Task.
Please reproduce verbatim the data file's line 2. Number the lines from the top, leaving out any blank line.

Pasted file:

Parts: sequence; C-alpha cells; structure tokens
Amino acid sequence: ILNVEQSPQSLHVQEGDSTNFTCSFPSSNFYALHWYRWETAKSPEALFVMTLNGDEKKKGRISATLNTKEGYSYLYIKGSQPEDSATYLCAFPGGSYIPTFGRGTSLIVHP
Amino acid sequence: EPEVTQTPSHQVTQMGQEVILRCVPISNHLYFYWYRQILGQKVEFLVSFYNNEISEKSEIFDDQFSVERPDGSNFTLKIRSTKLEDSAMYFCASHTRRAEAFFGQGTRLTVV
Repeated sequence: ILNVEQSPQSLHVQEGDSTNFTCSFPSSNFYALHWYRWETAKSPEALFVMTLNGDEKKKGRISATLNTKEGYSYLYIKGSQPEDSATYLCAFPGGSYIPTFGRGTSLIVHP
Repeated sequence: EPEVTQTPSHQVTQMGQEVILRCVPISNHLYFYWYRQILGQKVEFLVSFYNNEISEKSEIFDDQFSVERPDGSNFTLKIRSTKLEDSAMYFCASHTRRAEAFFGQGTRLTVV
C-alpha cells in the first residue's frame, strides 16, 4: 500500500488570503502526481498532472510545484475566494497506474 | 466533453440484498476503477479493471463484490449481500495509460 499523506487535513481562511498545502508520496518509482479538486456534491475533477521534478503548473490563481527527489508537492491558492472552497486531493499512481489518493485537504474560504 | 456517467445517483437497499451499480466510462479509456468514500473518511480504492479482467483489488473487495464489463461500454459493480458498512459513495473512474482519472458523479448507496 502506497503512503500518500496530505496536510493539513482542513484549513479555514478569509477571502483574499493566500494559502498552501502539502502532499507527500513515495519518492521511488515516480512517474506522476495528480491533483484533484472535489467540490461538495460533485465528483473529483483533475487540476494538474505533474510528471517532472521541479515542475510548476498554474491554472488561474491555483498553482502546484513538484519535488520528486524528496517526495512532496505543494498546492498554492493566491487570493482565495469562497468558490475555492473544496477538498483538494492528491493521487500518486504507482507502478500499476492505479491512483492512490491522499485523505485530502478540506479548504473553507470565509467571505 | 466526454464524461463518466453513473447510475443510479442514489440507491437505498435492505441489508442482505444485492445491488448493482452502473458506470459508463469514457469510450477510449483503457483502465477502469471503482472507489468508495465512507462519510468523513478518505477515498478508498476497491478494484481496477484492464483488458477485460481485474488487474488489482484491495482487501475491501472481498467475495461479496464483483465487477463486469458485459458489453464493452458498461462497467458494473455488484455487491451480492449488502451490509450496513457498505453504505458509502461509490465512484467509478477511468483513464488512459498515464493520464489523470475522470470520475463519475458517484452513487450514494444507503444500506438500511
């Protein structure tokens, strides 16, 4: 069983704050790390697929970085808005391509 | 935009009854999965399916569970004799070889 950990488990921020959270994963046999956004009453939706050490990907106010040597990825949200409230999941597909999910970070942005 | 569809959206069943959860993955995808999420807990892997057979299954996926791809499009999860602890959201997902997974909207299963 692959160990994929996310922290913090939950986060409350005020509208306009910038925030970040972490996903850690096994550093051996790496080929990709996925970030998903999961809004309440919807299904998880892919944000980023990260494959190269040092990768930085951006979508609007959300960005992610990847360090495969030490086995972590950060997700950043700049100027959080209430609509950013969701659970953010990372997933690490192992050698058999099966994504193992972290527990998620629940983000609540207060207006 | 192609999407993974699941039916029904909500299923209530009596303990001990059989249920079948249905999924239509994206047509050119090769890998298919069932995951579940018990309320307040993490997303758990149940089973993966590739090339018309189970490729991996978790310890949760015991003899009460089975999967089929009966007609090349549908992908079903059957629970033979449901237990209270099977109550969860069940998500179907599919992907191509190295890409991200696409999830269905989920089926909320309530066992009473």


Amino acid sequence: ILNVEQSPQSLHVQEGDSTNFTCSFPSSNFYALHWYRWETAKSPEALFVMTLNGDEKKKGRISATLNTKEGYSYLYIKGSQPEDSATYLCAFPGGSYIPTFGRGTSLIVHP